According to a preliminary data analysis from a randomized, controlled trial involving 1063 patients, which began on February 21 (known as the Adaptive COVID-19 Treatment Trial, or ACTT) that the hospitalized patients with advanced COVID-19 and lung involvement who received remdesivir recovered faster than similar patients who received placebo. The National Institutes of Health, is the first clinical trial launched in the United States to evaluate an experimental treatment for COVID-19.
Based upon the review of the data, it was noted that remdesivir was better than placebo from the perspective of the primary endpoint, time to recovery, a metric often used in influenza trials. Recovery in this study was defined as being well enough for hospital discharge or returning to normal activity level.
Preliminary results indicate that patients who received remdesivir had a 31% faster time to recovery than those who received placebo (p<0.001). Specifically, the median time to recovery was 11 days for patients treated with remdesivir compared with 15 days for those who received placebo. Results also suggested a survival benefit, with a mortality rate of 8.0% for the group receiving remdesivir versus 11.6% for the placebo group (p=0.059).
Remdesivir, is an investigational broad-spectrum antiviral treatment administered via daily infusion for 10 days. It has shown promise in animal models for treating SARS-CoV-2 (the virus that causes COVID-19) infection and has been examined in various clinical trials.
Background: Remdesivir, a nucleotide analogue prodrug that inhibits viral RNA polymerases, has shown in vitro activity against SARS-CoV-2.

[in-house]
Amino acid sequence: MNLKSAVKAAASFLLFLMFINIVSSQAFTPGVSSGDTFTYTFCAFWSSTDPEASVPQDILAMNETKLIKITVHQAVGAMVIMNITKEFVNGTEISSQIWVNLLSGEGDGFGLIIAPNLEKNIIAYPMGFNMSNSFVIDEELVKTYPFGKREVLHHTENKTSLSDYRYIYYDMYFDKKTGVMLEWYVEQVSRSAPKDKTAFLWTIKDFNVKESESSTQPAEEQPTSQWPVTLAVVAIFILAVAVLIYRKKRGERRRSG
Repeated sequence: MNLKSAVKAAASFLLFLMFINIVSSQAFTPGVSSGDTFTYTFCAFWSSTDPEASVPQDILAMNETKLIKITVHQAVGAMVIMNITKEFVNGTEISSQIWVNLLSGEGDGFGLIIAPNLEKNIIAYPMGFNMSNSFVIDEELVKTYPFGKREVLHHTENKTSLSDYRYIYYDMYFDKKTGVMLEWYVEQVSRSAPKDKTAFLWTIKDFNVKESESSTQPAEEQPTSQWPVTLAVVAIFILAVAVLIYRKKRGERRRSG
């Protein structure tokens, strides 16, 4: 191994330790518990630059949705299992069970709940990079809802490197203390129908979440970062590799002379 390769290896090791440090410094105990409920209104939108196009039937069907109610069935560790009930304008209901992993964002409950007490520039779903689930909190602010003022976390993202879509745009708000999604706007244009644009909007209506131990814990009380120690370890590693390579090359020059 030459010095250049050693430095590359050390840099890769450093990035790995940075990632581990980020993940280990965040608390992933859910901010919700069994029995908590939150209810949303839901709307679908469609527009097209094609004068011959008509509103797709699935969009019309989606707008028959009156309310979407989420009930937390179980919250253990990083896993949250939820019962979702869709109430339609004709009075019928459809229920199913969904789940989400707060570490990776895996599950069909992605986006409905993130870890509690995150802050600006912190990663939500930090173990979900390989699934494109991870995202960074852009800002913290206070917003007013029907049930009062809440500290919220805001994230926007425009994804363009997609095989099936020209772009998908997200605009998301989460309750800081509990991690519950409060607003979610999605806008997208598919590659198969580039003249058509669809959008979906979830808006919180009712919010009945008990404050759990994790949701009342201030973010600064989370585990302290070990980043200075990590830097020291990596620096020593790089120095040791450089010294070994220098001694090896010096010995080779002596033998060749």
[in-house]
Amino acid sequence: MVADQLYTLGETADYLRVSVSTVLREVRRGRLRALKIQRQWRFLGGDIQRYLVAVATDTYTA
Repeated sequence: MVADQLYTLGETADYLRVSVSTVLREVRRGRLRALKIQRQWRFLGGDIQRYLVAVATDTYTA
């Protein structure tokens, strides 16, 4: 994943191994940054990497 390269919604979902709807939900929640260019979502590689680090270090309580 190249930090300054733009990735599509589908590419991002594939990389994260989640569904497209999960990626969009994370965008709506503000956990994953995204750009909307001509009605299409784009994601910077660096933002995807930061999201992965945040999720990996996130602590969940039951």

Methods: We provided remdesivir on a compassionate-use basis to patients hospitalized with Covid-19, the illness caused by infection with SARS-CoV-2. Patients were those with confirmed SARS-CoV-2 infection who had an oxygen saturation of 94% or less while they were breathing ambient air or who were receiving oxygen support. Patients received a 10-day course of remdesivir, consisting of 200 mg administered intravenously on day 1, followed by 100 mg daily for the remaining 9 days of treatment. This report is based on data from patients who received remdesivir during the period from January 25, 2020, through March 7, 2020, and have clinical data for at least 1 subsequent day.
Results: Of the 61 patients who received at least one dose of remdesivir, data from 8 could not be analyzed (including 7 patients with no post-treatment data and 1 with a dosing error). Of the 53 patients whose data were analyzed, 22 were in the United States, 22 in Europe or Canada, and 9 in Japan. At baseline, 30 patients (57%) were receiving mechanical ventilation and 4 (8%) were receiving extracorporeal membrane oxygenation. During a median follow-up of 18 days, 36 patients (68%) had an improvement in oxygen-support class, including 17 of 30 patients (57%) receiving mechanical ventilation who were extubated. A total of 25 patients (47%) were discharged, and 7 patients (13%) died; mortality was 18% (6 of 34) among patients receiving invasive ventilation and 5% (1 of 19) among those not receiving invasive ventilation.
Conclusion: In this cohort of patients hospitalized for severe Covid-19 who were treated with compassionate-use remdesivir, clinical improvement was observed in 36 of 53 patients (68%). Measurement of efficacy will require ongoing randomized, placebo-controlled trials of remdesivir therapy. (Funded by Gilead Sciences)
Emerging coronaviruses (CoVs) cause severe disease in humans, but no approved therapeutics are available.
The CoV nsp14 exoribonuclease (ExoN) has complicated development of antiviral nucleosides due to its proofreading activity. We recently reported that the nucleoside analogue (remdesivir) potently inhibits human and zoonotic CoVs in vitro and in a severe acute respiratory syndrome coronavirus (SARS-CoV) mouse model.